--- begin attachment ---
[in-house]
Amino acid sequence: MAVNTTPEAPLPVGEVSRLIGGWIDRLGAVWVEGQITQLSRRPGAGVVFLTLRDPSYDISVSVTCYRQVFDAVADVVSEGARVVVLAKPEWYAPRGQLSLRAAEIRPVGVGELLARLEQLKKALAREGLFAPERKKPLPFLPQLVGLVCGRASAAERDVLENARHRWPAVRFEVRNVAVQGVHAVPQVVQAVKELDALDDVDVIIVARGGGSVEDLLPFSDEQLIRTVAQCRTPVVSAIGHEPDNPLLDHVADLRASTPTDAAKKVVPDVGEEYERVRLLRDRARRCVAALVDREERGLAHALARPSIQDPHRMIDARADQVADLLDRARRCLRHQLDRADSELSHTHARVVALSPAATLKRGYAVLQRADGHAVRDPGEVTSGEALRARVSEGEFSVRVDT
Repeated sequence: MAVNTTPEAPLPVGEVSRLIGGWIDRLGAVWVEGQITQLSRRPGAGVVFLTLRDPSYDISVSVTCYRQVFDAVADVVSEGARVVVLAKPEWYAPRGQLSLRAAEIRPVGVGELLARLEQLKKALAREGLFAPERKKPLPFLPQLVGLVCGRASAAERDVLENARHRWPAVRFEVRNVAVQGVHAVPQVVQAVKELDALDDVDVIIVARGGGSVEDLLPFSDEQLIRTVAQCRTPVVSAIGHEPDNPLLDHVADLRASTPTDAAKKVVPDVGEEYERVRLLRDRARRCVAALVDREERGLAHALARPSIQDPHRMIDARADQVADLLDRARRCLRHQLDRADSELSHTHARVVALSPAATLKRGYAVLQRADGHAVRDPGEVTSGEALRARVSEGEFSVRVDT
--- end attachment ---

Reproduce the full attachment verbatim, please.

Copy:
[in-house]
Amino acid sequence: MAVNTTPEAPLPVGEVSRLIGGWIDRLGAVWVEGQITQLSRRPGAGVVFLTLRDPSYDISVSVTCYRQVFDAVADVVSEGARVVVLAKPEWYAPRGQLSLRAAEIRPVGVGELLARLEQLKKALAREGLFAPERKKPLPFLPQLVGLVCGRASAAERDVLENARHRWPAVRFEVRNVAVQGVHAVPQVVQAVKELDALDDVDVIIVARGGGSVEDLLPFSDEQLIRTVAQCRTPVVSAIGHEPDNPLLDHVADLRASTPTDAAKKVVPDVGEEYERVRLLRDRARRCVAALVDREERGLAHALARPSIQDPHRMIDARADQVADLLDRARRCLRHQLDRADSELSHTHARVVALSPAATLKRGYAVLQRADGHAVRDPGEVTSGEALRARVSEGEFSVRVDT
Repeated sequence: MAVNTTPEAPLPVGEVSRLIGGWIDRLGAVWVEGQITQLSRRPGAGVVFLTLRDPSYDISVSVTCYRQVFDAVADVVSEGARVVVLAKPEWYAPRGQLSLRAAEIRPVGVGELLARLEQLKKALAREGLFAPERKKPLPFLPQLVGLVCGRASAAERDVLENARHRWPAVRFEVRNVAVQGVHAVPQVVQAVKELDALDDVDVIIVARGGGSVEDLLPFSDEQLIRTVAQCRTPVVSAIGHEPDNPLLDHVADLRASTPTDAAKKVVPDVGEEYERVRLLRDRARRCVAALVDREERGLAHALARPSIQDPHRMIDARADQVADLLDRARRCLRHQLDRADSELSHTHARVVALSPAATLKRGYAVLQRADGHAVRDPGEVTSGEALRARVSEGEFSVRVDT